Councilman Robert Holden is again calling for the Glendale homeless shelter at 78-16 Cooper Ave. to close immediately amid the COVID-19 outbreak.
Holden, who has adamantly opposed the shelter for months, said he’s calling for it to close in response to Comptroller Scott Stringer sending the shelter’s contract back to the Department of Homeless Services (DHS) at the end of his office’s 30-day review.
“The living situation inside 78-16 is not at all conducive with the guidelines being set forth by health professionals to stop the spread of Coronavirus,” Holden said. “Coupled with the Comptroller electing to not register the contract, it is imperative that this facility be discontinued in order to protect the health and wellbeing of all persons inside.”
Hazel Crampton-Hays, press secretary to the Comptroller, told QNS they returned the contract to “allow DHS additional time to answer our questions.”
The men’s homeless shelter officially opened on Friday, Feb. 14, and welcomed about 10 individuals, after a judge dismissed a lawsuit to stop construction. But Holden maintains that the shelter still has “numerous unresolved zoning and safety concerns with the property.”
He believes the living situation inside the building isn’t safe for residents or employees as the city attempts to stop the spread of the coronavirus. The men’s shelter has 200 beds, with dormitories consisting of up to 12 men. QNS has reached out to DHS to confirm the current number of residents and is awaiting response.
Holden also recommended that the shelter’s current residents be moved into individual hotel rooms. He believes this will help to boost the hotel industry as it struggles to navigate the COVID-19 crisis.
“This public health crisis seems likely to continue for many weeks, and our city needs to be considering all options when it comes to adding hospital beds to our current capacity,” Holden said. “Closing this facility could simultaneously protect the health of the residents and staff, help future Coronavirus patients as our health system is pushed to the limit, and boost the hotel industry at a time of financial instability.”
Holden believes if the shelter is closed, the facility on Cooper Avenue could potentially be used as a triage center for COVID-19 treatment.
In response to Holden’s call to close the shelter, Louise Barry, an organizer with the Ridgewood Tenants Union, thought about the bigger picture in terms of the city’s housing needs.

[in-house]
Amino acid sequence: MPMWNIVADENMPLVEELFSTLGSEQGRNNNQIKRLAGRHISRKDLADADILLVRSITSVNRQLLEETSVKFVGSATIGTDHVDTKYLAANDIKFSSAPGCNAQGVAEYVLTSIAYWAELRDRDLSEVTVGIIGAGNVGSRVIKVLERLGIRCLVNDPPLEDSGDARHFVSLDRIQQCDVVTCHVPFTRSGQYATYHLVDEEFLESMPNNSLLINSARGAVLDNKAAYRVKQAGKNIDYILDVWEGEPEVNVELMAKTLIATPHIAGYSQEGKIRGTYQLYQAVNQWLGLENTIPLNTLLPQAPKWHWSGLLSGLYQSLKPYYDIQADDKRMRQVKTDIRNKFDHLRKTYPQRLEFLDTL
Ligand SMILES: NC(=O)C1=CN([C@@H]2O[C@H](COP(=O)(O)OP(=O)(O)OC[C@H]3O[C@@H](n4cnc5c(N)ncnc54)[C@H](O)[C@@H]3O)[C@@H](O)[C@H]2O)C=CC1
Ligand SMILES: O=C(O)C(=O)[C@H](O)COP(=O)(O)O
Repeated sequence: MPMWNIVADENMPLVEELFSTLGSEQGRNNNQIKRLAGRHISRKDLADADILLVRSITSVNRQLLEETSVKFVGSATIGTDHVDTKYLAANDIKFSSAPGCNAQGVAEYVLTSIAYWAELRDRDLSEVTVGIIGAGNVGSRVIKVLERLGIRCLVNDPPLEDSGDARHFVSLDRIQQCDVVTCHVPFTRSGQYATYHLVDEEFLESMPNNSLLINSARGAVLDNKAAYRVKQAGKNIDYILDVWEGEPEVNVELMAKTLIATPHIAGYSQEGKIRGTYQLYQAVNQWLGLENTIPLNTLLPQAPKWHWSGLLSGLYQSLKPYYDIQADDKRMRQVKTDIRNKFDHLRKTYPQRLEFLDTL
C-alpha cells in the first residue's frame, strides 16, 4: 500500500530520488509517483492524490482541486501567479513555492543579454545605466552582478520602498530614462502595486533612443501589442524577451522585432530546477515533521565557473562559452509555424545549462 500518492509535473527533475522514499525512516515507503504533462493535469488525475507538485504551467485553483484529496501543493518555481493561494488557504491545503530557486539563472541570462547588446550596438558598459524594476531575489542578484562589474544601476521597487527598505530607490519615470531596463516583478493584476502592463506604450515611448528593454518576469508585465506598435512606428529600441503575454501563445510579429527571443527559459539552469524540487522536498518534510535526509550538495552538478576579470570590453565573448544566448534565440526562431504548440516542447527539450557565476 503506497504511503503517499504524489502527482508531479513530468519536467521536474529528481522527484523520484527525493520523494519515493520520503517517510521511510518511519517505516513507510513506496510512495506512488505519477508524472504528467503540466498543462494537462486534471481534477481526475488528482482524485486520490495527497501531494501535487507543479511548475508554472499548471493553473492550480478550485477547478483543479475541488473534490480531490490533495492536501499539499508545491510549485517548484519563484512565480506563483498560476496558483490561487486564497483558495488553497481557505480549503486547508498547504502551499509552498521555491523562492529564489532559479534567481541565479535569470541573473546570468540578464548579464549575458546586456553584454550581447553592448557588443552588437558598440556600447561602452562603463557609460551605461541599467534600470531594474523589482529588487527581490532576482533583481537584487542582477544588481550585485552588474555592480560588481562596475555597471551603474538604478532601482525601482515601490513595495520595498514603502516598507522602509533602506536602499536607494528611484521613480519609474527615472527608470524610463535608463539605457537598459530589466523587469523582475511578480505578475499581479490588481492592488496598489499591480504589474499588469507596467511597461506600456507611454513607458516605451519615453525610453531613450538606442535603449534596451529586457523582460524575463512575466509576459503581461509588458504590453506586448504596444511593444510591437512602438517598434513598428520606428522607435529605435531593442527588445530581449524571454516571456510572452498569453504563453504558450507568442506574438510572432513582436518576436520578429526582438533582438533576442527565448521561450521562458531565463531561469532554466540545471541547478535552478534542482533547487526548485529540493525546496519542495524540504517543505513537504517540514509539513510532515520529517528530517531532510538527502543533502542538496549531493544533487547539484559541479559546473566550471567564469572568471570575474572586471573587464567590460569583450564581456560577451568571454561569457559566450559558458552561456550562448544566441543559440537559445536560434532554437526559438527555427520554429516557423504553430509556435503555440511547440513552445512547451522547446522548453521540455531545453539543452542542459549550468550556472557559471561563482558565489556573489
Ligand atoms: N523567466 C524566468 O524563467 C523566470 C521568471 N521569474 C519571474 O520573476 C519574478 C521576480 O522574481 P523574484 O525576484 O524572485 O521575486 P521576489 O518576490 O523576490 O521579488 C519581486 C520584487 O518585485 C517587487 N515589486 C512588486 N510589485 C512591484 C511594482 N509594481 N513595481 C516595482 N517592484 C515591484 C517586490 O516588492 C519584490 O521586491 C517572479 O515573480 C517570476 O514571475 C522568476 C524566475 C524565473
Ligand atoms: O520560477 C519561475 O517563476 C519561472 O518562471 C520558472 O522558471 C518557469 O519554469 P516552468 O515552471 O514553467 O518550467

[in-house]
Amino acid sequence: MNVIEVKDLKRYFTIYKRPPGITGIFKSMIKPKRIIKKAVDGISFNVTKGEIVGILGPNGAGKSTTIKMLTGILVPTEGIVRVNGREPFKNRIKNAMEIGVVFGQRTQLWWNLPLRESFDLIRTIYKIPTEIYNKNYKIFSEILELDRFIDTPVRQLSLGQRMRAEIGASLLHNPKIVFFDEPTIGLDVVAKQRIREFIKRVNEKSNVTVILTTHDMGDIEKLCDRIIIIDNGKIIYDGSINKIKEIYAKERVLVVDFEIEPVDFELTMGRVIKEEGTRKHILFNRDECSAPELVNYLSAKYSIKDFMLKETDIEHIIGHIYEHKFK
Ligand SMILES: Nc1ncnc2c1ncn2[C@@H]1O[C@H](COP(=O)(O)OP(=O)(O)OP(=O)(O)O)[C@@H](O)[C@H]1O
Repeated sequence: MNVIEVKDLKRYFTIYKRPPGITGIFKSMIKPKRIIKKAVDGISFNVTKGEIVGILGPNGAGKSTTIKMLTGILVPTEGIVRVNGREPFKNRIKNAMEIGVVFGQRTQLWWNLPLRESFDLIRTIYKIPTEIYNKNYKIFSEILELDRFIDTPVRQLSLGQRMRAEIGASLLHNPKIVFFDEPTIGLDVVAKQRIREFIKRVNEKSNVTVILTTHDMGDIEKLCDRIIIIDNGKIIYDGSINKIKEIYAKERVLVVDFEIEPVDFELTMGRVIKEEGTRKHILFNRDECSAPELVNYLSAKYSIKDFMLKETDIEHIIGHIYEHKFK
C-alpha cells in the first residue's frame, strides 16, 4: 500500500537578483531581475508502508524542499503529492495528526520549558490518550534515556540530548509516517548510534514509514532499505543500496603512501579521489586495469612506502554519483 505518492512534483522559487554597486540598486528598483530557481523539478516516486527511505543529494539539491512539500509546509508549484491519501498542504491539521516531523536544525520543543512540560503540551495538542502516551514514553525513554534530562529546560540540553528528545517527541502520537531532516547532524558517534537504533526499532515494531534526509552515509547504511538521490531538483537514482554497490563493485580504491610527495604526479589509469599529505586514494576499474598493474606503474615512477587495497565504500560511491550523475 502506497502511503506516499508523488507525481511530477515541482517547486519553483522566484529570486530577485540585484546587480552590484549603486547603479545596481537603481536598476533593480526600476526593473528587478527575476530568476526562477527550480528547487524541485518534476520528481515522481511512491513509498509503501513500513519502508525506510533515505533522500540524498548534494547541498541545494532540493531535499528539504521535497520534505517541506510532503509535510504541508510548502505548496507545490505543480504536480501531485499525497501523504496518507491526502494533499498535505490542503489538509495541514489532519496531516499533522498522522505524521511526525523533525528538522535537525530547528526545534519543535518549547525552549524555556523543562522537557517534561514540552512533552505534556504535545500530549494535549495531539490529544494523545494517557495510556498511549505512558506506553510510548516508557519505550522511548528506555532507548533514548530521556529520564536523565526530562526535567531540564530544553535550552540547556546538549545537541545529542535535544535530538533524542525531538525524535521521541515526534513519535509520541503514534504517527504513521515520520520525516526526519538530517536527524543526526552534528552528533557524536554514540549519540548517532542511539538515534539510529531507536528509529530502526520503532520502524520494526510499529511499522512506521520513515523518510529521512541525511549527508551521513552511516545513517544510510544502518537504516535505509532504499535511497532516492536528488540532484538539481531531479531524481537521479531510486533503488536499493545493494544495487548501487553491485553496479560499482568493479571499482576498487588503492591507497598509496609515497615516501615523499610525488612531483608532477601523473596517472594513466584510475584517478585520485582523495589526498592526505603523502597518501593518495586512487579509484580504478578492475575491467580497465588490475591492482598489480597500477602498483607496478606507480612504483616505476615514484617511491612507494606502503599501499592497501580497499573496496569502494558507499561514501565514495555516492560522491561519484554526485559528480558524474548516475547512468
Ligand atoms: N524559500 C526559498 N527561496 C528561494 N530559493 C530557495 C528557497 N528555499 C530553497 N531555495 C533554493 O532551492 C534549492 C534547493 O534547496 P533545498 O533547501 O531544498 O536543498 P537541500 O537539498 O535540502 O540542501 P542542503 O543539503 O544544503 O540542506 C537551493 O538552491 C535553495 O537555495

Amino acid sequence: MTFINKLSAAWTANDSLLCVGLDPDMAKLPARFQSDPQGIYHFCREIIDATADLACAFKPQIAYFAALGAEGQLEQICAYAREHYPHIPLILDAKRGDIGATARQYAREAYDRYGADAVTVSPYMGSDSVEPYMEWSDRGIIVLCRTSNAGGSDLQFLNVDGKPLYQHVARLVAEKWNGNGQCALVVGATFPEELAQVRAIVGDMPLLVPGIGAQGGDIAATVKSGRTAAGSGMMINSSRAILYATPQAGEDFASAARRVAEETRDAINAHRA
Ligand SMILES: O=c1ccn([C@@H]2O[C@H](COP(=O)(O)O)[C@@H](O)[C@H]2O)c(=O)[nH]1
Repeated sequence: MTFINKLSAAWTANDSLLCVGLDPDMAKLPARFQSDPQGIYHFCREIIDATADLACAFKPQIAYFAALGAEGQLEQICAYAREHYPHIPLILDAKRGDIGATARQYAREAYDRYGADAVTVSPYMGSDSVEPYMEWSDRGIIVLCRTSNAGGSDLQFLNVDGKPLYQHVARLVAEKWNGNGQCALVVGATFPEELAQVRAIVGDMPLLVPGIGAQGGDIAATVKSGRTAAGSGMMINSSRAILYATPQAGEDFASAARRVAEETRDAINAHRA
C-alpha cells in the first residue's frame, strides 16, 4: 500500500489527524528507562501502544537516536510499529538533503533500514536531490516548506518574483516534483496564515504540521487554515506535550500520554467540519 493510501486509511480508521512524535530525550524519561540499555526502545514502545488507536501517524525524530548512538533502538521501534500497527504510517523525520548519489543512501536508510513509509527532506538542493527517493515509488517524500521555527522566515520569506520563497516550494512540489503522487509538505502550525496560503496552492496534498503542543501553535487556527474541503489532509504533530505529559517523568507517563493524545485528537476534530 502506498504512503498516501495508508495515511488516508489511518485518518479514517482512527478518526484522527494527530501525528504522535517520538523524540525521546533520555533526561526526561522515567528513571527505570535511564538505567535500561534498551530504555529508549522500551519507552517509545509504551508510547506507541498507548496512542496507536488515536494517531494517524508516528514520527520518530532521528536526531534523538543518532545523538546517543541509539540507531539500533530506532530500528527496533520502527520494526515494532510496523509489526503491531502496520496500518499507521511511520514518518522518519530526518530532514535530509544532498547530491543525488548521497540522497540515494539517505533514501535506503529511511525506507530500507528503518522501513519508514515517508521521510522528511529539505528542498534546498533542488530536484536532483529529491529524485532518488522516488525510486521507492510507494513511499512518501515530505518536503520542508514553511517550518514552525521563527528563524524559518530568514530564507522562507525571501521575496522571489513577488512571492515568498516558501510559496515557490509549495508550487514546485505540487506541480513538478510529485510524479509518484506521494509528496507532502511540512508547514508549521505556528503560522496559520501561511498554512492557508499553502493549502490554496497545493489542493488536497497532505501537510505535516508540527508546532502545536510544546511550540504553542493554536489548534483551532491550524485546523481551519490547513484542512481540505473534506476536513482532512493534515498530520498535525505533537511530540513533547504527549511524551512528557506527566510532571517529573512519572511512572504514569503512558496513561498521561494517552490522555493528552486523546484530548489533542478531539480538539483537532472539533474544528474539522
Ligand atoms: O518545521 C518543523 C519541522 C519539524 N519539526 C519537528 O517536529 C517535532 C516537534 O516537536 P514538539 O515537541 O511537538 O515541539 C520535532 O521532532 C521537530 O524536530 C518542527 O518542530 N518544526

“Putting people in shelters rather than providing housing for all is having disastrous consequences, and we are seeing the danger really clearly now with the risk of COVID-19 spreading through crowded places where people can’t practice social distancing,” Barry told QNS. “This pandemic is showing us how important it is that basic needs like housing be guaranteed to all.”
But Barry added that “shutting down shelters is a short-term solution at best and we need to focus on ensuring housing for all, permanently.”
The Ridgewood Tenants Union has said in the past that they are not “pro-shelter” but are “pro-deeply affordable housing.” Their members have actively spoken out about anti-homeless views and efforts that the Glendale homeless shelter has prompted from some residents and elected officials. Barry sees Holden’s call as another example of that.
“Bob Holden is treating this crisis as an opportunity to push his own anti-homeless agenda, and his concern for the homeless comes across as totally cynical and fake. He’s got a history of focusing on the safety of people living around and not those living in it,” Barry said. “If he genuinely wanted our homeless neighbors to be safe, he’d support housing for all. Market solutions to housing don’t seem to work when there are 92,000 homeless New Yorkers.”
Barry added, “I think we’re going to be seeing a lot of politicians use this crisis to push agendas that have nothing to do with COVID-19, and we need to be careful to focus on protecting the rights and safety of every New Yorker.”
DHS did not immediately respond to a request for comment.